All bad advice. This included. But you asked...

Sell everything and immediately buy exactly what you think you want.

Life is short, we'll all be dead and unable to acquire anything new after that.

I've watched so many friends and relatives scrimp and save like abject paupers only to end up dying with millions of dollars in the bank. The goal after 60 (presuming no clingy dependent -- or maybe more so in the face of clingy dependents) is to maximize good, clean, harmless fun while you can still hold the stuff in your hands and then try to "Die with Zero." There's even a book with that title.

Being unable to let go is, in my book, worse than not having enough...

Two of your oft desired and discussed camera attributes, IBIS and a flip up/down screen, limits your Fujifilm camera options to the XH-1 and the GFX 100S... not that your lenses suit the later.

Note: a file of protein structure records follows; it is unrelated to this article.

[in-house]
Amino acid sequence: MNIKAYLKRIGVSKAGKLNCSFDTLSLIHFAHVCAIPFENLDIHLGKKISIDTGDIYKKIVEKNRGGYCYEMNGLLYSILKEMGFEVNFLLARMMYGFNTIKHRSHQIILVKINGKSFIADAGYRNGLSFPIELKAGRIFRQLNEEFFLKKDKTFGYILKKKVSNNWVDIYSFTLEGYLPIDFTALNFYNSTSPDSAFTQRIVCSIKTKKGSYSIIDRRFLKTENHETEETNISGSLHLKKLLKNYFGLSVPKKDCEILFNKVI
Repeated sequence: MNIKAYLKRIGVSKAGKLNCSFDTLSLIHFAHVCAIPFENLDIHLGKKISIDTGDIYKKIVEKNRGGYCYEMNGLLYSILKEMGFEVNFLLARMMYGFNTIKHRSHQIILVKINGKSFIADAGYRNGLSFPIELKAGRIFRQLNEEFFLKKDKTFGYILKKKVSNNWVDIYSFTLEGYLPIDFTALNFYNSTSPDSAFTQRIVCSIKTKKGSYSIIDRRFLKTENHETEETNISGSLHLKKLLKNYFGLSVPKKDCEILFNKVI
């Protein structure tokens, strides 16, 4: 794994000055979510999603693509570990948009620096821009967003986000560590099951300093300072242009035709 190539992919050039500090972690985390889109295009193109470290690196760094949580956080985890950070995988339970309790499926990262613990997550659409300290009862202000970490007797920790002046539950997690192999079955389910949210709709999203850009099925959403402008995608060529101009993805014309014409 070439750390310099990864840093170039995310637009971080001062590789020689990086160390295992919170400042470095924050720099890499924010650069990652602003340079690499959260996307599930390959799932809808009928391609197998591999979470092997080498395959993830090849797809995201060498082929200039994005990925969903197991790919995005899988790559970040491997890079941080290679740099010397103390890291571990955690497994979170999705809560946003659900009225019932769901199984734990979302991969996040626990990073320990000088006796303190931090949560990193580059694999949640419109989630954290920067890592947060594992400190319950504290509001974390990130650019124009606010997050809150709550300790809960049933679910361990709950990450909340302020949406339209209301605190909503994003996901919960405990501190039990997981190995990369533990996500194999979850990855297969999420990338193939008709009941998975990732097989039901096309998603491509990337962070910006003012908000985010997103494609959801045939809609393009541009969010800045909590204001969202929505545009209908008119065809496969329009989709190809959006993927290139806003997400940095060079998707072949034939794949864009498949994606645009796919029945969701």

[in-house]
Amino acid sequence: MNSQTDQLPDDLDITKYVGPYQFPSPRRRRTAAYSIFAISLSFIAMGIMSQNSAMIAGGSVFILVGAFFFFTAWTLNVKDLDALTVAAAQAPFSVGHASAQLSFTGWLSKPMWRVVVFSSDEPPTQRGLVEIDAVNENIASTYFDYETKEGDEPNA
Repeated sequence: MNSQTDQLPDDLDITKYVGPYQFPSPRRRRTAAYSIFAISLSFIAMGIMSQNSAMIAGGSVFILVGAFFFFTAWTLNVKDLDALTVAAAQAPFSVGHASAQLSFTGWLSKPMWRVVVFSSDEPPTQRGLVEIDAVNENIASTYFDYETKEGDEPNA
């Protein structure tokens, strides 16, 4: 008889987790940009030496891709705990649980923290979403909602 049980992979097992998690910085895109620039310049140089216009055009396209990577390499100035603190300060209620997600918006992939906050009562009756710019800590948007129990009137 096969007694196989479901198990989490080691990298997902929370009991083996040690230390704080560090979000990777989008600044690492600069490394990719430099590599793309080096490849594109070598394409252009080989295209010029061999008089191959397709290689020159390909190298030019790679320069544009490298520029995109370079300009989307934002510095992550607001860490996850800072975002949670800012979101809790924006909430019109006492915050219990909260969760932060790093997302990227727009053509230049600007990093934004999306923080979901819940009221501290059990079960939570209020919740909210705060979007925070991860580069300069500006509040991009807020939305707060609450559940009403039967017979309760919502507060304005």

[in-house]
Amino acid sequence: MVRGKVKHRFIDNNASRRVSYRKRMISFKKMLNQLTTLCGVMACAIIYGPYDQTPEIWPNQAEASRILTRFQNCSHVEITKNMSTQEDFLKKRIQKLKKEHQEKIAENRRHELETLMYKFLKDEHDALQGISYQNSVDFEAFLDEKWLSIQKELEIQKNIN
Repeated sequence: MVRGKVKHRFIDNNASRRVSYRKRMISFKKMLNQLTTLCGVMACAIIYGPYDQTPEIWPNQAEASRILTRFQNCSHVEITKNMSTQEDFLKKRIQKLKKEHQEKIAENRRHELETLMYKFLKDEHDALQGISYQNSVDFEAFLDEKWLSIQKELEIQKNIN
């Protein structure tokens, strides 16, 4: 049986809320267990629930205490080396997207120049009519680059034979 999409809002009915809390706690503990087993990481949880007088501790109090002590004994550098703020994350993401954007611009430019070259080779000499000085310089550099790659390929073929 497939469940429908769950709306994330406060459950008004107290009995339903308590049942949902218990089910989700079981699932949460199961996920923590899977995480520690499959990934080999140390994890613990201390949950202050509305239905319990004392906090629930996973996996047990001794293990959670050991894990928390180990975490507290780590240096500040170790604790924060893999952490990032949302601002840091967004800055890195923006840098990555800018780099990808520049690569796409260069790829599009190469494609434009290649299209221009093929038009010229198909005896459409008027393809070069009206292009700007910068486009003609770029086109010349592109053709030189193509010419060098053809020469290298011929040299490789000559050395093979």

Recognising the difference between needs and wants is a survival skill. There is no end to chasing after wants and you can spend a lot of time, energy and resources in a never ending pursuit.

On the other hand, once needs are met, you free up a lot of time, energy and resources in pursuit of the physical, intellectual and spiritual, and take photographs.

About "The Man Who Mistook His Wife For A Hat". I tried reading it when it was new, and had to stop because I was (incorrectly) finding in myself many of the symptoms noted in Dr. Sacks' patients.

I will second what Mike says (to Mike). I sent my second box of unused older gear to KEH and await the quote confirmation. I'm finally able to buy the lenses I want for my X-T4 (14 2.8, 60 2.8 macro, 16-55 2.8 and maybe the 40-150 2.8 if the second box gets me enough). I bet you have some unused stuff in the closet somewhere. Then get that Sony and your desired lens guilt free. And slow down on the Watches : )

"It's a psychological problem more than anything else." The inability to spend money easily is only a problem if you think it's a problem.